Bega Pioneers' Museum has countless files on people and places. This one was written by Len Spindler about his life in the Valley. This last extract of Len's story has him working at the Bega sawmill during the Second World War.
I FINALLY got a busted ulcer from heavy pushing from work in the Bega timber mill and Dr Marshman put me in the Bega Hospital. A nurse sat beside me and fed me crushed ice to stop the bleeding.
I was off work for eight weeks and on the dole again. In those days the dole was 11 shillings per fortnight for a couple with three kids, coupons for food, but no money.
I wouldn’t go back to the mill, but managed to get on at the Co-op Store, weighing up sugar, salt, flour, dates, etc. I stayed there for about 12 months until Arthur Hawkins wanted someone to help him paint houses. I started from scratch and actually took lessons.
He was in with the brewery mob and would come to work in a collar and tie, the flash old bugger.
I stayed with Arthur for about two years then decided to have a go on my own. I had a lean time for a while but kept at it.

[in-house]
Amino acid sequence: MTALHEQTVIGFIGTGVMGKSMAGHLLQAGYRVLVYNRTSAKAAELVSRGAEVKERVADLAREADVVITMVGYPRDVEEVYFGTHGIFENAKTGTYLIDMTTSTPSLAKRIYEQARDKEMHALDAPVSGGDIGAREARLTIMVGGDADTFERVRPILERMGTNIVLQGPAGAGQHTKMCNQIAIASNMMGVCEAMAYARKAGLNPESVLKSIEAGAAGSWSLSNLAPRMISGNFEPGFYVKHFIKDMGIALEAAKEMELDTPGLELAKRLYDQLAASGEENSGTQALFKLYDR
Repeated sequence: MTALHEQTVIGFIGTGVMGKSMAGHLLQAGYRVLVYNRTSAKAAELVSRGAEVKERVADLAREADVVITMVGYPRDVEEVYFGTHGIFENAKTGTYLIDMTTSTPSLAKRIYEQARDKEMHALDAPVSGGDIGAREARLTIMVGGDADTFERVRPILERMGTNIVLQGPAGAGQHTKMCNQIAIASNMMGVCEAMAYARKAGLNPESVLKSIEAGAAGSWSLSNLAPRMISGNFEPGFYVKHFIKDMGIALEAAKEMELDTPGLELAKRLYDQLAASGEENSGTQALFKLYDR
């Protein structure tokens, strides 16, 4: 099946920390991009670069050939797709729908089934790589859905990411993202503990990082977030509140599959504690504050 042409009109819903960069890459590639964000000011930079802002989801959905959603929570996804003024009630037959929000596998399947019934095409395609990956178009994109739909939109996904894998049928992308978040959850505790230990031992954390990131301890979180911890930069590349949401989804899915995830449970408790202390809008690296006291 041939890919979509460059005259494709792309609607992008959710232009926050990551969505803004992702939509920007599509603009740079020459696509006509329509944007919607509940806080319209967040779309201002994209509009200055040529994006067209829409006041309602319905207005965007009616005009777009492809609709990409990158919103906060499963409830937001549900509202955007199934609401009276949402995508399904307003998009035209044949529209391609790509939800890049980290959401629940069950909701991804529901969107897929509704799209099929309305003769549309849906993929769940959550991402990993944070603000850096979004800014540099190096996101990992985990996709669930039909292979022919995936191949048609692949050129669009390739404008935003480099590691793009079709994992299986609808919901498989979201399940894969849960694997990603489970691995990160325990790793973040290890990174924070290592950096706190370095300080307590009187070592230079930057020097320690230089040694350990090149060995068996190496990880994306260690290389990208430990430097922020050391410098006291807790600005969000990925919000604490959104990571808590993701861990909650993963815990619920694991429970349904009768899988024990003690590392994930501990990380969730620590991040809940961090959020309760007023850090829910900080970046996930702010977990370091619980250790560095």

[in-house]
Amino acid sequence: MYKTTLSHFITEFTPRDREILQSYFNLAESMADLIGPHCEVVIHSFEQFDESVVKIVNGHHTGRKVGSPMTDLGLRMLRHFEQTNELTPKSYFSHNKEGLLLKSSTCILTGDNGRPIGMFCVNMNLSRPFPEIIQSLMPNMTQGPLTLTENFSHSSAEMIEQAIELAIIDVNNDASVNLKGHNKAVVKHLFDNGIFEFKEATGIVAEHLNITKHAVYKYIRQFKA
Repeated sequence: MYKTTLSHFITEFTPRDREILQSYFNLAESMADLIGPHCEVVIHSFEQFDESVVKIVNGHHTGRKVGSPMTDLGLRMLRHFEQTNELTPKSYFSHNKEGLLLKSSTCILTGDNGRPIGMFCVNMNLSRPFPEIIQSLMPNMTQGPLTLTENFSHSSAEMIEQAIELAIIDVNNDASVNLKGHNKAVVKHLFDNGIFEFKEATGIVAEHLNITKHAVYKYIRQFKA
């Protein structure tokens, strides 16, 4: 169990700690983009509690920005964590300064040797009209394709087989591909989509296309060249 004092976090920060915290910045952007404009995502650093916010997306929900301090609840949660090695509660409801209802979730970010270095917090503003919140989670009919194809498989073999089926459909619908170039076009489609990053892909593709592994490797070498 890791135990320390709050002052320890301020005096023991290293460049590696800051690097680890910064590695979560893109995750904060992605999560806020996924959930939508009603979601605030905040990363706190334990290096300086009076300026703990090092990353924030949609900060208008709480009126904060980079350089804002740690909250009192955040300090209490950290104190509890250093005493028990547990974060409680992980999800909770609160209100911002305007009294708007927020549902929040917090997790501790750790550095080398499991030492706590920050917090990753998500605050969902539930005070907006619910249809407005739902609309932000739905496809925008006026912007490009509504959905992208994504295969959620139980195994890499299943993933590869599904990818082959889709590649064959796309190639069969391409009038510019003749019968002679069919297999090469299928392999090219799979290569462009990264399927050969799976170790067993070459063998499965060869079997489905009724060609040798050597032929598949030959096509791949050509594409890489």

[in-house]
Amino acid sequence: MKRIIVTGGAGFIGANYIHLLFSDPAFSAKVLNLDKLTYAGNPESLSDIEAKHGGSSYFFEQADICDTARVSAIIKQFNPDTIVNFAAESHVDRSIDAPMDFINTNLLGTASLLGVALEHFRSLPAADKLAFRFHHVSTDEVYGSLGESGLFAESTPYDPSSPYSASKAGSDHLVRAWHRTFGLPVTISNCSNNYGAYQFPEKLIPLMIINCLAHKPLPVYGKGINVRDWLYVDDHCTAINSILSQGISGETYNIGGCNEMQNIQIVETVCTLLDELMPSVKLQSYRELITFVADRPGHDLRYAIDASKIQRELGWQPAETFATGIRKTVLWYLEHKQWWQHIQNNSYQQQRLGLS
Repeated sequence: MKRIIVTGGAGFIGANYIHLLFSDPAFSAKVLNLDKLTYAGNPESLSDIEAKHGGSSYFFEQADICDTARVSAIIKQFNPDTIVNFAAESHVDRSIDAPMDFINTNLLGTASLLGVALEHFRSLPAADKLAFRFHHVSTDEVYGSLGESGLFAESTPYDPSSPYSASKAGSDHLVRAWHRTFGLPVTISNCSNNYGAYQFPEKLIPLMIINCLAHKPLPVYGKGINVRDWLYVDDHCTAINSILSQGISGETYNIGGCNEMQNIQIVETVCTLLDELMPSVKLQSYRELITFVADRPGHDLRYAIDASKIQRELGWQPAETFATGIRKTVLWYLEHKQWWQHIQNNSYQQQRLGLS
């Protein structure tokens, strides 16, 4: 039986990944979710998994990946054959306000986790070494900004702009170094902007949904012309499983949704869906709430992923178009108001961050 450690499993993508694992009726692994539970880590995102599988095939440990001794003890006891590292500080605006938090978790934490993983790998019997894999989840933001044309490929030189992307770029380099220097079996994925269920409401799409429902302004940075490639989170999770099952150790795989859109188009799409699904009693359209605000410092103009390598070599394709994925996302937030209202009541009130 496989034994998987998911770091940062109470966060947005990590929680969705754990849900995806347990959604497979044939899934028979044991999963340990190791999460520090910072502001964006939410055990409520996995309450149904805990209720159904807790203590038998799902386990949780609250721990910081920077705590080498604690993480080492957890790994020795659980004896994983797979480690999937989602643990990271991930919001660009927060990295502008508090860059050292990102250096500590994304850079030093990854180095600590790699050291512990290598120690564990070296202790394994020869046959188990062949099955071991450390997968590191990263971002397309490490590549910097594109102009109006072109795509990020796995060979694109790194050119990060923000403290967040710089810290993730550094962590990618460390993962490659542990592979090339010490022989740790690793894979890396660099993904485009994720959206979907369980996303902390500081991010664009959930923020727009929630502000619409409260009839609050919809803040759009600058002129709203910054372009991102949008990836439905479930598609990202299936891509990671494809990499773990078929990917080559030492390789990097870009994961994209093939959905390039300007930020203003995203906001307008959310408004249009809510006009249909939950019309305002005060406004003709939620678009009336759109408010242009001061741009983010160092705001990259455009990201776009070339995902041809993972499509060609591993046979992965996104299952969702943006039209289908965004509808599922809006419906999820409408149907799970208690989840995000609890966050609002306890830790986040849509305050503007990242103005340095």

I remember I painted a house for Rodney Rutter for 38 quid and the paint cost five pound 10. I also painted the first all-white house in Bega owned by Cecil Cook. The house is still there.
After being self-employed for about five years I was offered a job painting for A C Thatcher, with whom I stayed for over 10 years and worked on every bank and hotel in Bega.
The hospital, which Perc Remington built, needed a painter and I got the job. It took me three years to paint the whole place and the nurses’ home, inside and out.
After the kids left home I moved to Sydney but I’m getting old now and in poor health; a pacemaker and one blind eye to show for all those years of hard work.
I would like to spend the rest of my days down home. I live in Sydney but my heart is in Bega. I can hear the call, “come back home, you’ve been away long enough”.
Len Spindler did “come back home” and died in Bega on June 30, 1991.